Leukotriene Receptor Antagonists

Marzena E. Krawiec, MD, Nizar J. Jarjour, MD

Disclosures

Semin Respir Crit Care Med. 2002;23(4) 

In This Article

Safety

The LTRAs are generally safe and well-tolerated agents. The majority of clinical trials in both adults and children have consistently demonstrated a low incidence of mild adverse effects compared with placebo. Because zafirlukast is hepatically metabolized through the p450 system, this drug may interfere with the metabolism of certain drugs such as warfarin. Other drugs with similar metabolism may require serum monitoring. Mild gastrointestinal discomfort has been primarily reported with zafirlukast compared with montelukast. Based on its metabolism, liver transaminases should be measured at the start and monthly for the first 3 months during zafirlukast therapy, and then quarterly.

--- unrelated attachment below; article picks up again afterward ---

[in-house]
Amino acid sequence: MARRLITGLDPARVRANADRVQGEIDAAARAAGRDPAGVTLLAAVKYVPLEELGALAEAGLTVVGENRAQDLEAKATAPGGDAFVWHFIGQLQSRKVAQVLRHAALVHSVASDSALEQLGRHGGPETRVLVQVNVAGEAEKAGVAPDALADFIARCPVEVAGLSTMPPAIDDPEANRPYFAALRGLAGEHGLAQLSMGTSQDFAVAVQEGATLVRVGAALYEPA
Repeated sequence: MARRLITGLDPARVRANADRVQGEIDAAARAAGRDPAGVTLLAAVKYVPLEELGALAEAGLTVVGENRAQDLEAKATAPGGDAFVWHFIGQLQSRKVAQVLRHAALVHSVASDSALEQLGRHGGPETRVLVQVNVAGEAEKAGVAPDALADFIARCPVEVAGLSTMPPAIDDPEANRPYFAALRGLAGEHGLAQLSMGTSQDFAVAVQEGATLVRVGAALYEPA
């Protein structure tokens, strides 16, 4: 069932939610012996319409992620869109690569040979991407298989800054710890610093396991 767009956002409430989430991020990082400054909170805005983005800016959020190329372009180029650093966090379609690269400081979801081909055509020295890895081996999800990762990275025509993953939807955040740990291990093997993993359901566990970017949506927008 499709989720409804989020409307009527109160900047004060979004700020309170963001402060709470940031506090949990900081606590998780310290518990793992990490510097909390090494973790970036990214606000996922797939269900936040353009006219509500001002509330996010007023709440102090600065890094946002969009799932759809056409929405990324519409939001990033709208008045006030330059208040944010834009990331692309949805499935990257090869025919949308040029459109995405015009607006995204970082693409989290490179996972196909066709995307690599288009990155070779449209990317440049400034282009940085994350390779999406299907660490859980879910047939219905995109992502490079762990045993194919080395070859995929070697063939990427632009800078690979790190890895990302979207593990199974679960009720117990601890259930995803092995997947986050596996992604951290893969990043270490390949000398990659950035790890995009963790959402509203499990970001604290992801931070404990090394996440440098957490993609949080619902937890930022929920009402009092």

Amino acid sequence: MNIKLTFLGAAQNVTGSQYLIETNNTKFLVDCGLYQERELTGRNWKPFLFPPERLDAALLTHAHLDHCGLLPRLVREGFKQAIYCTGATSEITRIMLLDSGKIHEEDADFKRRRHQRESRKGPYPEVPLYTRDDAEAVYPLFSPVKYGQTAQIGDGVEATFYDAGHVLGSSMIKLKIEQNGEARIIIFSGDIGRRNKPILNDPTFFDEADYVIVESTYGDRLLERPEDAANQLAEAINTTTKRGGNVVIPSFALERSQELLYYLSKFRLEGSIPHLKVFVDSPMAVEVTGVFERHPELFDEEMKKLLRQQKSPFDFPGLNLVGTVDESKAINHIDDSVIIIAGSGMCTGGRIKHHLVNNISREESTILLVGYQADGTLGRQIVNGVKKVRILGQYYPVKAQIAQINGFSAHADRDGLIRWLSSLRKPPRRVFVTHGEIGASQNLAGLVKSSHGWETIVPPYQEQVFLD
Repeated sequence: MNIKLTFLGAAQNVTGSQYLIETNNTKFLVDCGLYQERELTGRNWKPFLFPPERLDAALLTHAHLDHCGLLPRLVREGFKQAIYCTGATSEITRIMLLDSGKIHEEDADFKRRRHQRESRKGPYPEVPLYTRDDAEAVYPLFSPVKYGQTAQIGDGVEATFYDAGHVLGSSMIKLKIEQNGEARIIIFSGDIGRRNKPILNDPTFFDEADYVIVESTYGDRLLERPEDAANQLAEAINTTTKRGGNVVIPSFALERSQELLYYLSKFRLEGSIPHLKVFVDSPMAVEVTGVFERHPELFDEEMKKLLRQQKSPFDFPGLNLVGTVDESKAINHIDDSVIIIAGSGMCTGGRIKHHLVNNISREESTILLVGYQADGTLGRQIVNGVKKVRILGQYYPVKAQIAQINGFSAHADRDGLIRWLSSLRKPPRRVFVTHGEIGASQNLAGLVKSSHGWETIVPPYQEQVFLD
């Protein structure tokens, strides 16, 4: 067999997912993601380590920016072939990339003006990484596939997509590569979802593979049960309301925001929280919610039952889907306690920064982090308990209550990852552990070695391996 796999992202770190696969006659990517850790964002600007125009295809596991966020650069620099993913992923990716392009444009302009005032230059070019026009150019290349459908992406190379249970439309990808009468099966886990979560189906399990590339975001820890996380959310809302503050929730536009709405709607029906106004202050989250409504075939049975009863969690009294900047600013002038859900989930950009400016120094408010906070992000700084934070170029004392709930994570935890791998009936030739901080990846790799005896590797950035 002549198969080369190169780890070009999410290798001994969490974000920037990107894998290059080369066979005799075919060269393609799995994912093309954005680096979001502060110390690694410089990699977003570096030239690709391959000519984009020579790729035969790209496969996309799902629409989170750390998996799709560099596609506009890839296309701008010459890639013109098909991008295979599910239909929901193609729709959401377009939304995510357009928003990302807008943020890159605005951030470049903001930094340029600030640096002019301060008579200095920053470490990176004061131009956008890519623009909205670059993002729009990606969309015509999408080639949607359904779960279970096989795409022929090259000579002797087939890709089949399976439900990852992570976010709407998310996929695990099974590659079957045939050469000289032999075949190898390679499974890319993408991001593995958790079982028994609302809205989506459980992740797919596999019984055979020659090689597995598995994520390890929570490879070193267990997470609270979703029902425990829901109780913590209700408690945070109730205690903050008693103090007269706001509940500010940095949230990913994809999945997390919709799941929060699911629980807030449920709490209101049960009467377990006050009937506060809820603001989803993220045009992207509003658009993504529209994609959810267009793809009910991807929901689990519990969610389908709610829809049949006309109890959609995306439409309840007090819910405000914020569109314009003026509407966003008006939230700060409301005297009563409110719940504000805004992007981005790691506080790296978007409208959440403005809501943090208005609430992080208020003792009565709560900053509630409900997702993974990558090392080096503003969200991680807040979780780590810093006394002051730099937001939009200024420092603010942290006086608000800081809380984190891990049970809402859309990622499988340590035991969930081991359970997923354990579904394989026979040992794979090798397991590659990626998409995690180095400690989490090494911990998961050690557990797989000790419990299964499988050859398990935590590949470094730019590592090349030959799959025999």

An association between the LTRAs and Churg-Strauss syndrome, a disorder first describe in 1951 by Jacob Churg and Lotte Strauss consisting of a constellation of symptoms and clinical findings including pulmonary infiltrates, eosinophilia, and cardiomyopathy, has been reported in several isolated adult case studies. There are no reports in children. Wechsler and colleagues reported a total of eight cases in difficult-to-control asthmatics with zafirlukast[102] and four with montelukast,[103] all of which were concurrent with withdrawal from frequent IV, oral, or high-dose ICS. Similar reports have been generated concerning pranlukast in Japan.[104] Of note, several cases have also been reported with various ICS therapies.[105,106] This disorder appears to often be associated with the unmasking of underlying eosinophilic disorders following corticosteroid tapering and/or withdrawal, but it remains unclear whether LTRAs can also have a primary effect. In general, Wechsler and colleagues estimate that the incidence of Churg-Strauss syndrome in association with LT modifiers was approximately 60 cases per million patient-years. Because of the potential association, the use of cysLTRAs in more severe, steroid-dependent patients should be accompanied by intermittent evaluation of blood eosinophils.

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